Washington: A new study has identified 22 locations, including 13 that are newly discovered, that are believed to play a role in causing schizophrenia.
The genome-wide association study gives the researchers the clearest picture to date of two different pathways that might be going wrong in people with schizophrenia.
The results of the research conducted by lead author Patrick F. Sullivan- professor in the departments of Genetics and Psychiatry and director of the Center for Psychiatric Genomics at the University of North Carolina School of Medicine- are based on a multi-stage analysis that began with a Swedish national sample of 5,001 schizophrenia cases and 6,243 controls, followed by a meta analysis of previous GWAS studies, and finally by replication of single nucleotide polymorphisms (SNPs) in 168 genomic regions in independent samples.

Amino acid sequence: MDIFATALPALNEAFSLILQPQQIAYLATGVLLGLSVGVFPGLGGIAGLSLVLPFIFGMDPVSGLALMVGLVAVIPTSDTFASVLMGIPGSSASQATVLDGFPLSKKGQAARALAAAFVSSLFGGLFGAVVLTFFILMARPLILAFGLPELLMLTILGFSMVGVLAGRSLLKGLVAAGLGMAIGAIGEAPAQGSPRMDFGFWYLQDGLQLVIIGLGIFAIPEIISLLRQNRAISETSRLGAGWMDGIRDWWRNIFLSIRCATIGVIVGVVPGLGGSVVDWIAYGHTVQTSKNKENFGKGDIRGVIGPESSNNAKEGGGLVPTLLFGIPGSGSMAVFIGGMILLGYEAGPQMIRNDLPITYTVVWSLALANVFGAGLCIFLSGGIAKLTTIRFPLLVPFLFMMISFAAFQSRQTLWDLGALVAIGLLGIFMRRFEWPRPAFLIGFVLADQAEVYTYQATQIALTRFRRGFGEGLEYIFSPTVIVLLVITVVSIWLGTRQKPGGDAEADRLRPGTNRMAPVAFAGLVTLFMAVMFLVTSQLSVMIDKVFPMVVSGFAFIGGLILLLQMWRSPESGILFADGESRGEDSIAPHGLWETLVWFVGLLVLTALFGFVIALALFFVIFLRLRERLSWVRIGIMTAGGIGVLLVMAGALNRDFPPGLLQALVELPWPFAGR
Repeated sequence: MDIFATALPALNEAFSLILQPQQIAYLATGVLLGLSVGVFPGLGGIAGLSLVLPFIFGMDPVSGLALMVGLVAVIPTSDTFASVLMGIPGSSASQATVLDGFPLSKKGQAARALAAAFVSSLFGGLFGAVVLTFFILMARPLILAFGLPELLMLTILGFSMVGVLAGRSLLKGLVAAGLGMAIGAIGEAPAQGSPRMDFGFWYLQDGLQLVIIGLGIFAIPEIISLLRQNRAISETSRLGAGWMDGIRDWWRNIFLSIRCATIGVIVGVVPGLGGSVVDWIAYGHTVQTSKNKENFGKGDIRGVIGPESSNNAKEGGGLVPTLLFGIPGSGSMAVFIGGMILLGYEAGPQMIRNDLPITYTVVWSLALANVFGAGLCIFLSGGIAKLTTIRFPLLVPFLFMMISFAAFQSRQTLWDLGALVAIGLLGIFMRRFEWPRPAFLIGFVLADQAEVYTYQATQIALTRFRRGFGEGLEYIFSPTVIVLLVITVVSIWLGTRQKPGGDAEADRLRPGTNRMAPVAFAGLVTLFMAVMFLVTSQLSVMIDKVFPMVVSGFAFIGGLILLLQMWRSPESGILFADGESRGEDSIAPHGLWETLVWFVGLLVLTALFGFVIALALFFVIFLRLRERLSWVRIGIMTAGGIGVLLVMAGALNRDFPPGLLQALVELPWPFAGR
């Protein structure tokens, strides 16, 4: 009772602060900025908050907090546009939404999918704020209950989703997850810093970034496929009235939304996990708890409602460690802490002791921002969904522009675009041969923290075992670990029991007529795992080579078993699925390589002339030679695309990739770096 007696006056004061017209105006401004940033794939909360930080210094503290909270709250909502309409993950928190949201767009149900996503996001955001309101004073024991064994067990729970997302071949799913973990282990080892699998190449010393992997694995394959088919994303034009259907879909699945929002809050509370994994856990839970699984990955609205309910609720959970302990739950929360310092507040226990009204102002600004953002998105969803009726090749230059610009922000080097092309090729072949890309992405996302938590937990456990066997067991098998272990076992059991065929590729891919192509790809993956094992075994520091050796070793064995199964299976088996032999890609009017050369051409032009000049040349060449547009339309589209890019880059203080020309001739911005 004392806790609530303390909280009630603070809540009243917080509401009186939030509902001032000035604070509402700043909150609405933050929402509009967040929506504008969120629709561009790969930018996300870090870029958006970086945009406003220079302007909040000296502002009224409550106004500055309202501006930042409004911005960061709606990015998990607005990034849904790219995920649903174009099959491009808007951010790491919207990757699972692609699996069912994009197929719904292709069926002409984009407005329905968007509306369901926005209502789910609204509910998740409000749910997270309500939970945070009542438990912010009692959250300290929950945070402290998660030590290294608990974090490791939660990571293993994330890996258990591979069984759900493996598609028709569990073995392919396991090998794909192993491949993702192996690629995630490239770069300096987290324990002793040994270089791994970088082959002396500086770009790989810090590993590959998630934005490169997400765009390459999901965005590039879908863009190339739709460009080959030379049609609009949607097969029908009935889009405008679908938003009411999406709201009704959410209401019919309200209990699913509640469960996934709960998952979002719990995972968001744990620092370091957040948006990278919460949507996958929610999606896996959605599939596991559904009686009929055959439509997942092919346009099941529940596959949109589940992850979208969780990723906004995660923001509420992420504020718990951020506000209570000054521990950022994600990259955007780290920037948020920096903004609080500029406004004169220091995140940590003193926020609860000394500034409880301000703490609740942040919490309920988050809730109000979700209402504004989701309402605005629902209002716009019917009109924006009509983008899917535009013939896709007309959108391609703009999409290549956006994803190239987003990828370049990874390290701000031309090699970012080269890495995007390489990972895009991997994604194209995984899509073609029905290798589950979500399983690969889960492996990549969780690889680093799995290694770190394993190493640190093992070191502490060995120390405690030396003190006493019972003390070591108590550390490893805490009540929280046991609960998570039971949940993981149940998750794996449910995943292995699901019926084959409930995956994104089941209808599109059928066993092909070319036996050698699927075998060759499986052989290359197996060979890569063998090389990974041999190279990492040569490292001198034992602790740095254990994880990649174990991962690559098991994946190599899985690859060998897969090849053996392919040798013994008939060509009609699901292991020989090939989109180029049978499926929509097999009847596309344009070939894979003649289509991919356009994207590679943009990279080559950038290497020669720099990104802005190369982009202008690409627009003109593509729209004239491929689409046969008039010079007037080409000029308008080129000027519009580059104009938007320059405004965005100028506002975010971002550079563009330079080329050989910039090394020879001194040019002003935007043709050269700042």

Sullivan said that one of the two pathways identified by the study is a calcium channel pathway.
This pathway includes the genes CACNA1C and CACNB2, whose proteins touch each other as part of an important process in nerve cells. The other is the "micro-RNA 137" pathway. This pathway includes its namesake gene, MIR137 - which is a known regulator of neuronal development - and at least a dozen other genes regulated by MIR137.
The study was published in the journal Nature Genetics.